We also express the output of the whole algorithm as .
Lemma 1 shows that each subproblem of the coordinate descent loop in ByRDiE-I asymptotically converges to the minimizer of some convex combination of local empirical risk functions of the nonfaulty nodes with respect to each coordinate. In addition, Lemma 1 guarantees that consensus is asymptotically achieved among the nonfaulty nodes at the end of each coordinate descent loop. In other words, when nonfaulty nodes begin a coordinate descent subproblem with identical local estimates and , they are guaranteed to begin the next subproblem with identical local estimates.
We now fix and use to denote the identical initial local estimates at nonfaulty nodes at the beginning of -th subproblem of the coordinate descent loop in the -th iteration. Next, we define and for as
for some such that . Note that is strictly convex and Lipschitz. Now define
We then have the following result that relates to .
Fix any and let Assumption 2 be true. Then, with probability at least , we have
The proof of this lemma is provided in Appendix A. In words, Lemma 2 states that the minimizer of a convex combination of the local empirical risk functions with respect to one coordinate at nonfaulty nodes (cf. (9)) achieves, with high probability, almost the same statistical risk with respect to one coordinate as that obtained using the corresponding statistical risk minimizer . This suggests that, even though ByRDiE-I cannot exactly solve the same subproblem as traditional coordinate descent (cf.  and Lemma 1) due to the presence of Byzantine nodes, the final solution of ByRDiE-I might still be able to match the performance of the statistical risk minimizer .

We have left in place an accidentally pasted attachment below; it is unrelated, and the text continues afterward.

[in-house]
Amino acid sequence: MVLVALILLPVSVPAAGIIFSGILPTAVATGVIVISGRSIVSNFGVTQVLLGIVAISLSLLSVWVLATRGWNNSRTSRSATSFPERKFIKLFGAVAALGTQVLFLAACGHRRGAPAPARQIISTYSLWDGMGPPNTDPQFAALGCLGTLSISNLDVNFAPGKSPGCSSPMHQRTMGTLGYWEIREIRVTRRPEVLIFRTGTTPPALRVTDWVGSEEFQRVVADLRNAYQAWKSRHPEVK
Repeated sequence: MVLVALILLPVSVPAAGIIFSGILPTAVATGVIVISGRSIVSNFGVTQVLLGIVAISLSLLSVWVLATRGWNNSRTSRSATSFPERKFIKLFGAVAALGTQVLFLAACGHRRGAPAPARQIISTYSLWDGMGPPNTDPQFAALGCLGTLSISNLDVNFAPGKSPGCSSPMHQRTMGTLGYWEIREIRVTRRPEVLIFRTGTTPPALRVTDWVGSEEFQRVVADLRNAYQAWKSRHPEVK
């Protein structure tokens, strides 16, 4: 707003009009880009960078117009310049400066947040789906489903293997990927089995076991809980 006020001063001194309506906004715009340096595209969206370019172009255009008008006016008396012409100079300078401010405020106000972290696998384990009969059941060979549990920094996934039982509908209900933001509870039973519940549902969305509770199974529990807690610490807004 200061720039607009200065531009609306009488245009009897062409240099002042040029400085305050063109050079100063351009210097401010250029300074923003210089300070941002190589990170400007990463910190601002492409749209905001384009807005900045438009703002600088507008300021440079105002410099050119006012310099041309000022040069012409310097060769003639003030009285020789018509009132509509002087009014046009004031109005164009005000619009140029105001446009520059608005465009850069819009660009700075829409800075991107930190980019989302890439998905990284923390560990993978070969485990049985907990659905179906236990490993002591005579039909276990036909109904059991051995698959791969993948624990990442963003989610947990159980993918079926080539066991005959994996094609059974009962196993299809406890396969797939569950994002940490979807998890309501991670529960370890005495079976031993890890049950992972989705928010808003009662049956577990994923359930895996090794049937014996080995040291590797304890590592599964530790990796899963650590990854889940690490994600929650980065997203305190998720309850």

Before proceeding with a formal statement of such a result, it is instructive to examine the interplay between Lemma 1 and Lemma 2. Trivially, the factor appearing in Lemma 2 (due to Lemma 1) can be upper and lower bounded as . In particular, in the absence of Byzantine nodes in the network (i.e., ), we will have , resulting in with high probability. This is the fastest (coordinate-wise) rate of convergence for ByRDiE-I, which is of course unattainable for . In contrast, the slowest (coordinate-wise) rate of convergence for ByRDiE-I corresponds to the case of (i.e., ), resulting in with high probability. Lemma 2, together with Lemma 1, tells us that while we can no longer achieve the fastest convergence because of Byzantine failures, the coordinate-wise convergence rate still benefits from cooperation among the nonfaulty nodes by a factor .
Together, Lemma 1 and Lemma 2 help understand coordinate-wise convergence behavior of ByRDiE-I for a fixed . To derive a result that extends this idea simultaneously to all coordinates, we first need the following lemma.
Let the number of coordinates be fixed and let be any (arbitrarily large) positive integer. Further, let be any arbitrary collection of coefficients that satisfy and . Then, as long as Assumptions 1 and 2 hold, we have